• West Side Crown of the Continent Tour – This tour goes to the west side of the park and includes stops at Apgar Visitor Center and Lake McDonald Lodge.
  • Many Glacier Crown of the Continent Tour – This tour covers the Many Glacier area and includes stops at Swiftcurrent Lake and Many Glacier Hotel.
  • Huckleberry Mountain Tour – This covers the west side of the park and includes a stop at Huckleberry Mountain.

5. Take a Walk Around West Glacier Village

A building with a green roof and a car parked in front of it in Montana.

If you’re looking for a charming and convenient hub to explore Montana’s Glacier National Park, West Glacier Village is your answer.

The village itself is a delightful destination, offering a range of activities and amenities within walking distance.

  • Dining Delights – From the West Glacier Café, serving up hearty breakfasts, to Freda’s Bar, where you can savor local brews, the village has your taste buds covered. I remember sitting on the patio of Freda’s, sipping a locally crafted IPA and watching the world go by.
  • Shop Till You Drop – The West Glacier Gift Shop is a treasure trove of souvenirs, from T-shirts to handmade crafts. And if you need to stock up on supplies, the West Glacier Mercantile has you covered with groceries and refreshments.
  • Gateway to Adventure – Beyond the village’s offerings, it’s a fantastic base camp for Glacier National Park. The Apgar Village is just a stone’s throw away, and you can hop on the free Park Service Shuttle from there. I found the shuttle to be a stress-free way to explore the park, with drop-offs at key trailheads and scenic spots.

West Glacier Village is more than just a pit stop; it’s a destination in its own right. Whether you’re fueling up for a day of hiking or winding down after a park adventure, this pedestrian-friendly gem has got you covered.

Montana Without a Car Final Thoughts

A person sits on top of a rock on a mountainside overlooking a valley in Montana.

Whitefish serves as an ideal launchpad for your Montana adventure, especially if you’re looking to soak in the state’s natural splendor car-free.

Reaching Whitefish is a breeze with several transportation options at your disposal. One of the most scenic routes is aboard Amtrak’s Empire Builder train.

If you’re coming by air, Glacier Park International Airport is just a short drive away, providing easy access to both the town and the slopes of Whitefish Mountain Resort.

Upon arrival, you’ll find a selection of lodgings just a stone’s throw from the Amtrak station, many of which offer shuttle services for convenience.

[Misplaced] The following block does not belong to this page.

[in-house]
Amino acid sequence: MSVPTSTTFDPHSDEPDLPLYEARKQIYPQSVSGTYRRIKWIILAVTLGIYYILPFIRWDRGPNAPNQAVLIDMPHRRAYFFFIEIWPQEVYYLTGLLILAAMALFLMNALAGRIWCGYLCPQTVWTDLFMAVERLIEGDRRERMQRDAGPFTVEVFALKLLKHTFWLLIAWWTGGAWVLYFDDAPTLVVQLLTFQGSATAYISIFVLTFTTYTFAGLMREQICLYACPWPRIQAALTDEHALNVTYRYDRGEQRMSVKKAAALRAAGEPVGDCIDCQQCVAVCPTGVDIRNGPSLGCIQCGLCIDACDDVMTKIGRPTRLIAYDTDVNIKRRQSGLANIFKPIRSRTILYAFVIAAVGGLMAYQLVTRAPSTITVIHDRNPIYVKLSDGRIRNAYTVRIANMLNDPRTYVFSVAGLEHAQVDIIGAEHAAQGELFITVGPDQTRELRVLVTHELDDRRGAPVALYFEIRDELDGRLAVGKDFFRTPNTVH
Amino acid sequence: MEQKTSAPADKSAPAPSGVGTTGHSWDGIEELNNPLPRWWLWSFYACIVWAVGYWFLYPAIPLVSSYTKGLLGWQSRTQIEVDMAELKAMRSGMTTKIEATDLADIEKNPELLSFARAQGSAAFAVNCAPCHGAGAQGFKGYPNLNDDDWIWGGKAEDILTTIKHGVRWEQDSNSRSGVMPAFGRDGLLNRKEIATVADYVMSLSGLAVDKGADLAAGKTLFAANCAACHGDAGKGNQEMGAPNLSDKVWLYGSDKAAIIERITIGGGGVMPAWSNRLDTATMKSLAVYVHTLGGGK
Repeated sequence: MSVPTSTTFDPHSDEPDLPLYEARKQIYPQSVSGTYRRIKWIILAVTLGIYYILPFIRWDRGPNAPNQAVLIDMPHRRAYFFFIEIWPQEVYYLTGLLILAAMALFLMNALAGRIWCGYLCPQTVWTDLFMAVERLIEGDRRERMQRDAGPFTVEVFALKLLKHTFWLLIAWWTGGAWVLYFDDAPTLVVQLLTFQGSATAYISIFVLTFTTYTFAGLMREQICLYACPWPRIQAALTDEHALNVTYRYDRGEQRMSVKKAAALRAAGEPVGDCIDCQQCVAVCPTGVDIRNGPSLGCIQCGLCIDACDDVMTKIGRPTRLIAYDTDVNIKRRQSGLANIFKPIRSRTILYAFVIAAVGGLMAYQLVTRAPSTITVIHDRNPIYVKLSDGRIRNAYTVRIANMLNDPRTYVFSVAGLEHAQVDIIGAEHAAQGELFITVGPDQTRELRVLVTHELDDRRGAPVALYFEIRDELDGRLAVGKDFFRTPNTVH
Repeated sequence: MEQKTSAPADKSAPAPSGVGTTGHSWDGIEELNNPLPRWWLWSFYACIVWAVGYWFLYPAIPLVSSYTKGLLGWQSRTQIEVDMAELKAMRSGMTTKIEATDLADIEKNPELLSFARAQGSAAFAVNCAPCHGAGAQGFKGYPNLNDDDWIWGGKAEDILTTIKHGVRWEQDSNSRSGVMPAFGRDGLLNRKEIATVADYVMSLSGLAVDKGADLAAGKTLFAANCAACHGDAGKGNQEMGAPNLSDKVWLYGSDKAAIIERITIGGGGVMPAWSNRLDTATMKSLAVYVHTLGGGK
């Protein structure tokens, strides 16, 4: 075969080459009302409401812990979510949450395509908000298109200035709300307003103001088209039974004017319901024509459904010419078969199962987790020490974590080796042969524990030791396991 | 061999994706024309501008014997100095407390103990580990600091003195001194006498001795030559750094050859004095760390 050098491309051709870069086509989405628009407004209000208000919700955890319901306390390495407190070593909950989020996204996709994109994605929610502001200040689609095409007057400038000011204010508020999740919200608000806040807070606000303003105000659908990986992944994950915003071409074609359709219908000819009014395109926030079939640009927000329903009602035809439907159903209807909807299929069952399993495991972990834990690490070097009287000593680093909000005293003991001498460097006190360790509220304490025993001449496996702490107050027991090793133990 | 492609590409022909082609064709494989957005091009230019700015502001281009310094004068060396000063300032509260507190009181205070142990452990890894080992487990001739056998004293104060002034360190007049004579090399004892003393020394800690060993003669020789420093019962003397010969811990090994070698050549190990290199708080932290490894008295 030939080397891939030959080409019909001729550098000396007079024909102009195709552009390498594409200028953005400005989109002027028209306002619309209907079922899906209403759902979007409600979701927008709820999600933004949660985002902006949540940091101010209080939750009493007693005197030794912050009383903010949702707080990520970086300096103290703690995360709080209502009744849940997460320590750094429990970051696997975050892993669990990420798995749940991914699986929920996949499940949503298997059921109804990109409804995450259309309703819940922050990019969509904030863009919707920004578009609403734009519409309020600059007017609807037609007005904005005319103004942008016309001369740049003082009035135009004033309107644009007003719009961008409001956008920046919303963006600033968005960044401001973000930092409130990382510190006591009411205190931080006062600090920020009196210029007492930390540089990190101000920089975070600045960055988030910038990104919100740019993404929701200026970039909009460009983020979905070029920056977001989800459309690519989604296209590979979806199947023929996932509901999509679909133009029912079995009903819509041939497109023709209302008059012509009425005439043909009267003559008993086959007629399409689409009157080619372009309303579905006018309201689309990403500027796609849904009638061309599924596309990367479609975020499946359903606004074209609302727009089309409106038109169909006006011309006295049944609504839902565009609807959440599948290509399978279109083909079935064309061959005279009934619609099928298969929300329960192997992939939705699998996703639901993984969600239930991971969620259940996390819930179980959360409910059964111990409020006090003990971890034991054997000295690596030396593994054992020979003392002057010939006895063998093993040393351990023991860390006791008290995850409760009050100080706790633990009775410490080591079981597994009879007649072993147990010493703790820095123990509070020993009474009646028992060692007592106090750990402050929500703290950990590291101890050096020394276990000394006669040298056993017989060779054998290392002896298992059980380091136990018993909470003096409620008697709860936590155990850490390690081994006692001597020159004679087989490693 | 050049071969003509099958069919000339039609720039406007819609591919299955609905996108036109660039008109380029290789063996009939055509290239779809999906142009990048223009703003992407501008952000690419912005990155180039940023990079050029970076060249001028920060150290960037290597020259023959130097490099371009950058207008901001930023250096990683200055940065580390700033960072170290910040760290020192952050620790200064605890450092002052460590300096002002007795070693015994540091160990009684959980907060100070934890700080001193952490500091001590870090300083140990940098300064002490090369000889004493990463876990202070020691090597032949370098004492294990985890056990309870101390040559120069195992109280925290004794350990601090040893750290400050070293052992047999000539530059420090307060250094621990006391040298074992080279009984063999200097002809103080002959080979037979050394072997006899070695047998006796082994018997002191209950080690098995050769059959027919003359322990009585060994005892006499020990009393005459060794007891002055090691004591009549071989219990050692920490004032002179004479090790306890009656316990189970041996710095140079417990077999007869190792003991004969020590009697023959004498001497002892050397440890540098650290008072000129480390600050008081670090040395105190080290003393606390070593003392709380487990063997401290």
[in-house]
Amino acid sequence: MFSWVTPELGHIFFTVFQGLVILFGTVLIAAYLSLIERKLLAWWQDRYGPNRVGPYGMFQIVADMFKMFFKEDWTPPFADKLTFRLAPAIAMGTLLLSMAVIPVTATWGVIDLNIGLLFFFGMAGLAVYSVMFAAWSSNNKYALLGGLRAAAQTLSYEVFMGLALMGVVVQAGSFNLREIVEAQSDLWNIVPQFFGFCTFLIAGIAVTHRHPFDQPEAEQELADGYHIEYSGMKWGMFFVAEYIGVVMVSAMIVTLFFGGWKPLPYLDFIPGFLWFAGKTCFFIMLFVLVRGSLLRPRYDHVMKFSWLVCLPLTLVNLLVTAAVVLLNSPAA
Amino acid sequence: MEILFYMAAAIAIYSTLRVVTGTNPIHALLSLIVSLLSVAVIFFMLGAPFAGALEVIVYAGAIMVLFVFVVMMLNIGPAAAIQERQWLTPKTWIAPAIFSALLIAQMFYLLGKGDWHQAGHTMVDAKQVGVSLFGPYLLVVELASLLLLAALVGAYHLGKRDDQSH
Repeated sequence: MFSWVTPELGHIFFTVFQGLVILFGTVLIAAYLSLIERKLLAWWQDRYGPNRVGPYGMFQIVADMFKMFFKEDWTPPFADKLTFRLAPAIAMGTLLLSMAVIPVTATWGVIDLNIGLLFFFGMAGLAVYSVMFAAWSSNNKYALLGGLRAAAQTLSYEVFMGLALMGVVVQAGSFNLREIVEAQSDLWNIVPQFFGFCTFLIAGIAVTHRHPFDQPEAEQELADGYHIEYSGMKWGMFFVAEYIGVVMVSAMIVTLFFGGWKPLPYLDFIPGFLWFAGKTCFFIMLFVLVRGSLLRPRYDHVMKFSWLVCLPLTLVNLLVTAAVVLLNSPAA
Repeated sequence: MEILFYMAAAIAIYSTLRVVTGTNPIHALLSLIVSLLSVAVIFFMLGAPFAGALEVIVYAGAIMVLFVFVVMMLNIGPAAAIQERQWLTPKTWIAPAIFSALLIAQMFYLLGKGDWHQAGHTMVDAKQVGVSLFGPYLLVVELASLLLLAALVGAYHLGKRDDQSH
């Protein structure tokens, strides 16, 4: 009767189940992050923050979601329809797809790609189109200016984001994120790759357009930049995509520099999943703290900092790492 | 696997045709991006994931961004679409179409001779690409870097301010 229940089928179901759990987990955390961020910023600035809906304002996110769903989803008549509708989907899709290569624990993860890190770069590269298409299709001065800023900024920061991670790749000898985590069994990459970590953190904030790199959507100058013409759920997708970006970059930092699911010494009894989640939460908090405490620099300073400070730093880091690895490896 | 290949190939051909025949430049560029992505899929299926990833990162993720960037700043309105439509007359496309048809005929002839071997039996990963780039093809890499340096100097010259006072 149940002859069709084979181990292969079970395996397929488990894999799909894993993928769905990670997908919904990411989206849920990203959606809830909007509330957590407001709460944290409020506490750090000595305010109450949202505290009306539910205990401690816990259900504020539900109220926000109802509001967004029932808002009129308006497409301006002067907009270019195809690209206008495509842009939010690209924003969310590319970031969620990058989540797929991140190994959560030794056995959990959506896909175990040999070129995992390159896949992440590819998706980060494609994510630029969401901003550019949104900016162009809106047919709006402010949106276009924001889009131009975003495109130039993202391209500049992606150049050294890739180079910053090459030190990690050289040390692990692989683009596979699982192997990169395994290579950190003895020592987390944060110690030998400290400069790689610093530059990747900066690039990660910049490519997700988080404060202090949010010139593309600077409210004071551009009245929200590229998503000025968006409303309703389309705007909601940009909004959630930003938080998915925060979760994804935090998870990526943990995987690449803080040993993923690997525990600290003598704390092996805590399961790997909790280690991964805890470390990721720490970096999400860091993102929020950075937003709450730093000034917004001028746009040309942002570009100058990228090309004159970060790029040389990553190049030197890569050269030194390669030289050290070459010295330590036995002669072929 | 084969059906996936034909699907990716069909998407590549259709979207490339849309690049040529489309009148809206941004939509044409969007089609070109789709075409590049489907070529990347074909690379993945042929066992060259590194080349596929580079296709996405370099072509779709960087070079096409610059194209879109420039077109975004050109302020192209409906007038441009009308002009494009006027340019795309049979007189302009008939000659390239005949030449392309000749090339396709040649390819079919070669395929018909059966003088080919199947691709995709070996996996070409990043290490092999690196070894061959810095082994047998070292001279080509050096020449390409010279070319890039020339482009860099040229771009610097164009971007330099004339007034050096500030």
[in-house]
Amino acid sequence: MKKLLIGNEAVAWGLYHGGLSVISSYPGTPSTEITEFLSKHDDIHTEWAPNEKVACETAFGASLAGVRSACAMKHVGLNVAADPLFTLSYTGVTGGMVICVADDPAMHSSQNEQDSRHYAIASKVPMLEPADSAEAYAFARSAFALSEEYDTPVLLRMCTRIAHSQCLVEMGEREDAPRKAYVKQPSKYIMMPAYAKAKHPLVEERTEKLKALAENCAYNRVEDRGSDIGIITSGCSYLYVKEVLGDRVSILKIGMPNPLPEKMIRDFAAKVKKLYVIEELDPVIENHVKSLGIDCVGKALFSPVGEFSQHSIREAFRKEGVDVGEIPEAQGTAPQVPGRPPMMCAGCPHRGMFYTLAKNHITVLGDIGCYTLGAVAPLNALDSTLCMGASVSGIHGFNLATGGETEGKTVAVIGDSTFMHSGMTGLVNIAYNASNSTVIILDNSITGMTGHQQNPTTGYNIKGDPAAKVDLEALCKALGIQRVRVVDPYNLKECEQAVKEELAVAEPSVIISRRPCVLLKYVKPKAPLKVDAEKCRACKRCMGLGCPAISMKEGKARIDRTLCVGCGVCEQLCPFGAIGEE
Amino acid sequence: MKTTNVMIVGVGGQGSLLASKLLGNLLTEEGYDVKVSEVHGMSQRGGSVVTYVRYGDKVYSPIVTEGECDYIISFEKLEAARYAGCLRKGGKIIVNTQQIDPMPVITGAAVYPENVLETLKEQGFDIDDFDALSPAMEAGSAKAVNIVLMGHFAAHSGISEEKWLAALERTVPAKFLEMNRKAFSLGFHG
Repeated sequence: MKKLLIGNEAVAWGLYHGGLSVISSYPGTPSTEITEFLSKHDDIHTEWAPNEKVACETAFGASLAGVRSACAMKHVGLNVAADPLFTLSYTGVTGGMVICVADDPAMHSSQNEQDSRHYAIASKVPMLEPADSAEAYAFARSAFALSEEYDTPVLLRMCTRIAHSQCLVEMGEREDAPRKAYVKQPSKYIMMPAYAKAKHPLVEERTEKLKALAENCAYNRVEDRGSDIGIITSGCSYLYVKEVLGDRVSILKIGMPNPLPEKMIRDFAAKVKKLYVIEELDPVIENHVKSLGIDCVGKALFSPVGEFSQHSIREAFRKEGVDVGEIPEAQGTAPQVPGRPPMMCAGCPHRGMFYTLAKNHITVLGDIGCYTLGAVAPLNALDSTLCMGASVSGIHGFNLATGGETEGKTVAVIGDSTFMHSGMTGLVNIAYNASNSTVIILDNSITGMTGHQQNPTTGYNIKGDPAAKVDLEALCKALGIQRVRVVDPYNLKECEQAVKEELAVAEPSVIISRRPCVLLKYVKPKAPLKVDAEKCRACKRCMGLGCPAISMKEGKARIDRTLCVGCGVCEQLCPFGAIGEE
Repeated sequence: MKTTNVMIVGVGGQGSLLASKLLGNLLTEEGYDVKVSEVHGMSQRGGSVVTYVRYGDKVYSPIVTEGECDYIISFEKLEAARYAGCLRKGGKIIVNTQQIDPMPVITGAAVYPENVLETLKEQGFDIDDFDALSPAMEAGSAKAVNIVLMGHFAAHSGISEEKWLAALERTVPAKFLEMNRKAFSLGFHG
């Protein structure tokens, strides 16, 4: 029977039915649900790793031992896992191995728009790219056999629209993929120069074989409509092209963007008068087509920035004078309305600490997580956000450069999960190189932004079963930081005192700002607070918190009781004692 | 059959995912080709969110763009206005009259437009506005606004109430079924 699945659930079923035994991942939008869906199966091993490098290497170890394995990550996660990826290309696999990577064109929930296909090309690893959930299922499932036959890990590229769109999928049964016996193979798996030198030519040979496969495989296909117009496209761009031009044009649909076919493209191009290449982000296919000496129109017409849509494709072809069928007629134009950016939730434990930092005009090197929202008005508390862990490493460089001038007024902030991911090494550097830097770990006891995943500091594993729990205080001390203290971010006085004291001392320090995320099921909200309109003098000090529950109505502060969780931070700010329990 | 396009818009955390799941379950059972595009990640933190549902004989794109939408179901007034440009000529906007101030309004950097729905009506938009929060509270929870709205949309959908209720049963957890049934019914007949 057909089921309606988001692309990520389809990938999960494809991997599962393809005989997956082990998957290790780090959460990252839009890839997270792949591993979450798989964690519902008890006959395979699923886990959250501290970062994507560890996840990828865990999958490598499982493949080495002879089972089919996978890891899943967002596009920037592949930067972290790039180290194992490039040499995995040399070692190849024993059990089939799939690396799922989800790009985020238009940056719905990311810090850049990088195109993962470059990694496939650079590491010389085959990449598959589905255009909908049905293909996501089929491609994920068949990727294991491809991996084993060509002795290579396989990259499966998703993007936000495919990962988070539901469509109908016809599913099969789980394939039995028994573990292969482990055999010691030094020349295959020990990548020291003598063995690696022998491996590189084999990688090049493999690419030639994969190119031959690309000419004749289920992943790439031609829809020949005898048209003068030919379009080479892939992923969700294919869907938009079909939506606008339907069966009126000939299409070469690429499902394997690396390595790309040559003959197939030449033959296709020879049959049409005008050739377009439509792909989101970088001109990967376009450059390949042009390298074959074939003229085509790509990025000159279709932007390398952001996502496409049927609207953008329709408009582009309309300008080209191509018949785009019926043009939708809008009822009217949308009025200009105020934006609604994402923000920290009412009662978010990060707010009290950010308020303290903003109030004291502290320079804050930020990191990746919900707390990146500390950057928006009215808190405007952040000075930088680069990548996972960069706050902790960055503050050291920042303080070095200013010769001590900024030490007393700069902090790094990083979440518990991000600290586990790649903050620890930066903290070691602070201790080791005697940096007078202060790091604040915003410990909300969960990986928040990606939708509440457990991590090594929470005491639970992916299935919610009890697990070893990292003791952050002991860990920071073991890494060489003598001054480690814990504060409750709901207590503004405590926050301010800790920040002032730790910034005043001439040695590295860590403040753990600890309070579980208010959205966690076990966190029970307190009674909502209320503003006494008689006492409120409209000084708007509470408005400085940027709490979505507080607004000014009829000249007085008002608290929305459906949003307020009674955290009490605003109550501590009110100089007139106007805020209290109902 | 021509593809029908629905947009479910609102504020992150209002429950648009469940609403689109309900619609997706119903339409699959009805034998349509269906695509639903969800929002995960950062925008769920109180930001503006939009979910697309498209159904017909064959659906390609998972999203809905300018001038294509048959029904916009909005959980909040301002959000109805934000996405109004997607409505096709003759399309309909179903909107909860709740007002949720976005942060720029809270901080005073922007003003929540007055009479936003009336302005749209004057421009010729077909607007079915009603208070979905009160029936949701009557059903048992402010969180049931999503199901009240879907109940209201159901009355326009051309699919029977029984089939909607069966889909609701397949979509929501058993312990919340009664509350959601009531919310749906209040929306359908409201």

For getting around Whitefish itself, local taxi companies and shuttle services are at your service. They make exploring the town’s eateries, galleries, and shops a stress-free experience.

The iconic Red Bus Tours are a must-do, with various routes and stops that unveil the park’s grandeur. 

Don’t also overlook West Glacier Village, where you can indulge in fantastic dining, pick up unique souvenirs, and visit the Apgar Visitor Center to enrich your understanding of the park.

In essence, the notion of exploring Montana’s iconic landmarks without a private car isn’t just viable — it’s a journey that can be rich with discovery and ease.

Montana Without a Car FAQs

1. How Do People in Montana Get Around?

Transportation options vary depending on where you are in the state. In urban areas like Billings or Missoula, residents often use cars as the primary mode of transportation due to limited public transit.

Some cities have local bus services, but they might not cover extensive areas.

For longer distances within the state or to travel between cities, people commonly use personal vehicles, as the state has a vast network of roads and highways.

2. Can You Get Around Bozeman Montana Without a Car?

Yes, it’s possible to navigate Bozeman, Montana, without a car, especially within certain areas of the city. Bozeman offers some transportation alternatives:

  • Streamline Bus Service
  • Walking and Biking
  • Ride-Sharing Services

3. Can You Travel to Montana Without a Car?

Absolutely, it’s entirely possible to travel to Montana without relying on a personal car. Several transportation options are available:

  • Air Travel
  • Amtrak Train
  • Bus Services

4. Is Bozeman a Walkable City?

Bozeman’s downtown area is walkable, featuring pedestrian-friendly streets and a compact layout, ideal for easy foot travel.

Beyond downtown, Bozeman’s walkability diminishes. Suburban areas often have fewer sidewalks and more distance between destinations, limiting the practicality of walking for longer distances.

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Written by:

Elizabeth Hawley
Hey, fellow travelers! I'm Elizabeth Hawley, stepping into the world in the hues of fall. For me, Montana is more than just a state; it's a muse. The golden aspen trees and russet landscapes in the fall have always fueled my creativity. Co-founding was a no-brainer, blending my love for art, photography, and Montana's ever-changing palette.